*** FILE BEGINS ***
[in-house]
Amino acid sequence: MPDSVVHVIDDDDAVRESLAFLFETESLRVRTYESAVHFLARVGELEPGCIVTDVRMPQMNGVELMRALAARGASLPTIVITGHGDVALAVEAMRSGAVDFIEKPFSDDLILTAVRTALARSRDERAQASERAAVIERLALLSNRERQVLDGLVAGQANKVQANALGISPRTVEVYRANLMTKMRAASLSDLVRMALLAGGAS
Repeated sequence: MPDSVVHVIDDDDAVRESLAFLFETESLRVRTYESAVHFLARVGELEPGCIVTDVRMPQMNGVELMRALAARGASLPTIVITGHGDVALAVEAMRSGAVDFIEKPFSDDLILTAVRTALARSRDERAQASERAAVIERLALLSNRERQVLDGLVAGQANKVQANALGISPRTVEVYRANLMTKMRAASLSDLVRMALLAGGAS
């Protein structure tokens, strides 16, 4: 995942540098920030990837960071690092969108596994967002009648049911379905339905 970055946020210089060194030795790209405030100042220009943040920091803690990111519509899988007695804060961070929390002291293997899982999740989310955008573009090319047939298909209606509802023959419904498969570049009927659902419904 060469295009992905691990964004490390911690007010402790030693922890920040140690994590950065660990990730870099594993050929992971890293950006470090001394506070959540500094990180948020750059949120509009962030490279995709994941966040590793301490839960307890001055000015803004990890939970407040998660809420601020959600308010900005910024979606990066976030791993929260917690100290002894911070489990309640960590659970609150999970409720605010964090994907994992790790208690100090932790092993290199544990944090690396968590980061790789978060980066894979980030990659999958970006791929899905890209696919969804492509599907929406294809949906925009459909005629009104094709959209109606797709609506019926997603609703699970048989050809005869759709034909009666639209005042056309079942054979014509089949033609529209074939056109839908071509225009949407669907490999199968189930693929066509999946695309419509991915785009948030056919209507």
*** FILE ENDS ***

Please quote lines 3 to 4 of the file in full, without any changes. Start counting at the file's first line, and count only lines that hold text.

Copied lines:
Repeated sequence: MPDSVVHVIDDDDAVRESLAFLFETESLRVRTYESAVHFLARVGELEPGCIVTDVRMPQMNGVELMRALAARGASLPTIVITGHGDVALAVEAMRSGAVDFIEKPFSDDLILTAVRTALARSRDERAQASERAAVIERLALLSNRERQVLDGLVAGQANKVQANALGISPRTVEVYRANLMTKMRAASLSDLVRMALLAGGAS
């Protein structure tokens, strides 16, 4: 995942540098920030990837960071690092969108596994967002009648049911379905339905 970055946020210089060194030795790209405030100042220009943040920091803690990111519509899988007695804060961070929390002291293997899982999740989310955008573009090319047939298909209606509802023959419904498969570049009927659902419904 060469295009992905691990964004490390911690007010402790030693922890920040140690994590950065660990990730870099594993050929992971890293950006470090001394506070959540500094990180948020750059949120509009962030490279995709994941966040590793301490839960307890001055000015803004990890939970407040998660809420601020959600308010900005910024979606990066976030791993929260917690100290002894911070489990309640960590659970609150999970409720605010964090994907994992790790208690100090932790092993290199544990944090690396968590980061790789978060980066894979980030990659999958970006791929899905890209696919969804492509599907929406294809949906925009459909005629009104094709959209109606797709609506019926997603609703699970048989050809005869759709034909009666639209005042056309079942054979014509089949033609529209074939056109839908071509225009949407669907490999199968189930693929066509999946695309419509991915785009948030056919209507």